After 19 years in a Malawi prison under threat of a death sentence, Abraham Galeta has been set free, thanks to the work of students in the International Human Rights Clinic at Cornell Law School. In the process, the students acquired valuable skills they might use in future criminal cases.
The young man had killed his stepfather, who had been in the act of viciously beating his mother to the point that she called out for help in fear for her life. He was convicted of murder and sentenced to death; in Malawi such sentences are often delayed.
Clinic students interviewed Galeta in prison. He had not spoken to a lawyer since his death sentence was imposed in 1996. Traveling to Galeta’s remote village, Malawi paralegals trained by Sandra Babcock, clinical professor of law, interviewed witnesses to bring out the extenuating circumstances.
They also interviewed village elders to establish that Galeta was of good character and would be accepted if he returned to the village. On the basis of this evidence, and drawing from both Malawian and international legal precedents, Cornell clinic students prepared pleadings for Malawi lawyers to submit to the country’s high court. Galeta’s sentence was reduced to a term of years, resulting in immediate release.
“We have achieved results because we work in collaboration with local partners, and we’re very humble about our contribution,” Babcock said. “It provides a really good example of how a U.S.-based university can collaborate in a way that is not intrusive.”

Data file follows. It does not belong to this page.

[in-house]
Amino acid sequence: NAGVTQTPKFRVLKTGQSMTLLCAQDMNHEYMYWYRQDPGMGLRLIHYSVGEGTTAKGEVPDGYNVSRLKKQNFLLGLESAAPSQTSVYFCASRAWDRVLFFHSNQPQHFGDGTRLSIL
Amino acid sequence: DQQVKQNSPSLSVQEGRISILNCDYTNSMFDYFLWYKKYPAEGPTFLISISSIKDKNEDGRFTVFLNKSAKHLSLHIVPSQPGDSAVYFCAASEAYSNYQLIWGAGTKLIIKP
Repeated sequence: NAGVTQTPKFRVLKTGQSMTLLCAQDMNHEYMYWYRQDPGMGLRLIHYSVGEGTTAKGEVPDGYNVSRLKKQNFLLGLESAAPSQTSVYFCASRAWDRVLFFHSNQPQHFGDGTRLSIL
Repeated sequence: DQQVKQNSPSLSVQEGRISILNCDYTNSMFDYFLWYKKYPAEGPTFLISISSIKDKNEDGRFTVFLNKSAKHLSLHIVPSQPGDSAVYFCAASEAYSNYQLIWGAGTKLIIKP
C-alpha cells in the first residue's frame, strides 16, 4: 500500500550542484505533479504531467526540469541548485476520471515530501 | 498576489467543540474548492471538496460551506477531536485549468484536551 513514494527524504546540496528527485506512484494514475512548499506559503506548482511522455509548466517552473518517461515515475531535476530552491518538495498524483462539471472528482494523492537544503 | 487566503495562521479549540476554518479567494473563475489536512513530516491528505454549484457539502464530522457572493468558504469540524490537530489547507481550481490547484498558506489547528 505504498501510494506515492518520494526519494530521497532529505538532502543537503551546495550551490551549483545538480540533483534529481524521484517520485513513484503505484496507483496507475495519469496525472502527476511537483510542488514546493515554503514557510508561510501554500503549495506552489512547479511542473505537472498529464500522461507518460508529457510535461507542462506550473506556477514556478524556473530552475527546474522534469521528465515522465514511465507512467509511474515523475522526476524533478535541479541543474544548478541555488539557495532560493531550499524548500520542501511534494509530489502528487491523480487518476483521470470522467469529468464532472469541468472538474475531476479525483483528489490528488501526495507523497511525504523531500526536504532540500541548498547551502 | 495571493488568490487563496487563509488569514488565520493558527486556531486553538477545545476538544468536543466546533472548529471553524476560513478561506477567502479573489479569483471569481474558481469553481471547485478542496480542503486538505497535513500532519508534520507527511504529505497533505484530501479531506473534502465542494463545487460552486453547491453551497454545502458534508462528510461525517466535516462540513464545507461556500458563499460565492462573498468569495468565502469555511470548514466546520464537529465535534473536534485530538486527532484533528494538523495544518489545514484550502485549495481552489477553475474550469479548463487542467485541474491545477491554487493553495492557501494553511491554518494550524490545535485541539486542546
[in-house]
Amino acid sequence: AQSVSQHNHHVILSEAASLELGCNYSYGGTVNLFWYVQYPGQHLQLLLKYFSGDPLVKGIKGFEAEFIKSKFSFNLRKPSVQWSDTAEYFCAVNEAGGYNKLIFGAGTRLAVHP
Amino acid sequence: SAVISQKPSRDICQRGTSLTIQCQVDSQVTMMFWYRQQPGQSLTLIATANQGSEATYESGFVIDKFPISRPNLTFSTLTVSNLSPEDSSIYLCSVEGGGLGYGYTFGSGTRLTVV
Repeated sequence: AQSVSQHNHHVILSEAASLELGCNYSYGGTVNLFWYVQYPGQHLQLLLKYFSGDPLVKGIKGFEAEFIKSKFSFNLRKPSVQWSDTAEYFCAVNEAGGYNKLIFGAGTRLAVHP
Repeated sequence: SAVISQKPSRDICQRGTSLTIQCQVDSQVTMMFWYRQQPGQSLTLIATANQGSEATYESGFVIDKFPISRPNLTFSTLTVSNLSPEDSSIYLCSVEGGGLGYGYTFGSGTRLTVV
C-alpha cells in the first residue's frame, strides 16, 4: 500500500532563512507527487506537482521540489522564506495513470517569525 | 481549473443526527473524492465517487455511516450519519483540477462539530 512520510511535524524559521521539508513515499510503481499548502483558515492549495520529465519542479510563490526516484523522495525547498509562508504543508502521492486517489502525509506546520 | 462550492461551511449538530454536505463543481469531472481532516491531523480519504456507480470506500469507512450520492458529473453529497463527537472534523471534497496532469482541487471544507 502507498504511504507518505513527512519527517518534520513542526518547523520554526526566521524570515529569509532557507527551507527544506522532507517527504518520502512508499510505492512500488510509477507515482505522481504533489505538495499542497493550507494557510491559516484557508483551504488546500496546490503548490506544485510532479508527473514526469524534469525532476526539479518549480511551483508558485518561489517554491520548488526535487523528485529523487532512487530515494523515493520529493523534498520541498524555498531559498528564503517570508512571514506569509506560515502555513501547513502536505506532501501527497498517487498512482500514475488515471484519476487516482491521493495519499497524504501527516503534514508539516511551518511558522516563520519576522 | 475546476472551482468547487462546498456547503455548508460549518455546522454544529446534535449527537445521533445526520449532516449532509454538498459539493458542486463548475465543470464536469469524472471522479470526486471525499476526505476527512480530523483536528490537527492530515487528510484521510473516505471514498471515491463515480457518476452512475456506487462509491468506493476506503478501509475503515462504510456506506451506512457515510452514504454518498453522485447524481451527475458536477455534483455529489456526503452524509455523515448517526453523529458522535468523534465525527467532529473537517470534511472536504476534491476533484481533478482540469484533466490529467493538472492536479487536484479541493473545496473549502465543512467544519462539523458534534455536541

Malawi has an independent judiciary and a small corps of well-trained lawyers, Babcock said, but it is one of the poorest countries in the world. It has fewer than 20 public defenders nationwide, and they have limited support.
“What we can do is provide what we have at our disposal: students who have the time and access to legal resources,” Babcock explained.
In recent years students have reversed several other unjust convictions in Malawi. Since January the International Human Rights Clinic has been involved in 36 hearings, securing the release of 24 prisoners and commuting 12 to a term of years as an alternative to a death sentence.
In one case, a deranged man set fire to a building and burned to death, and three brothers who had gone in to rescue him were arrested because they were found at the scene. In another, a woman was accused of murder for killing her husband when he was beating her in a drunken rage. The status of women is a recurring issue, Babcock noted. Often, she said, a physical attack on a woman by a man might be reported as just a “quarrel.” Alcohol also is frequently involved, she added.
“The whole premise of this project is that you need to look at the whole person and the facts of the crime,” Babcock said, “and you take all those facts into account in deciding who should be released.”
The International Human Rights Clinic is a course Babcock teaches in the Law School. Her title “clinical professor” means that she leads students through real-world cases. She encourages students to take the course more than once, because each time around offers a different experience. Next year, the clinic will continue to work in Malawi and will add new challenges.
“We hope to expand the work to another country with the same problems because we’ve learned so much,” Babcock said. They also will examine women’s rights issues in Myanmar, she added.
Cornell also has clinics on LGBT rights, capital punishment, labor law and immigration, all led by professors with practical experience.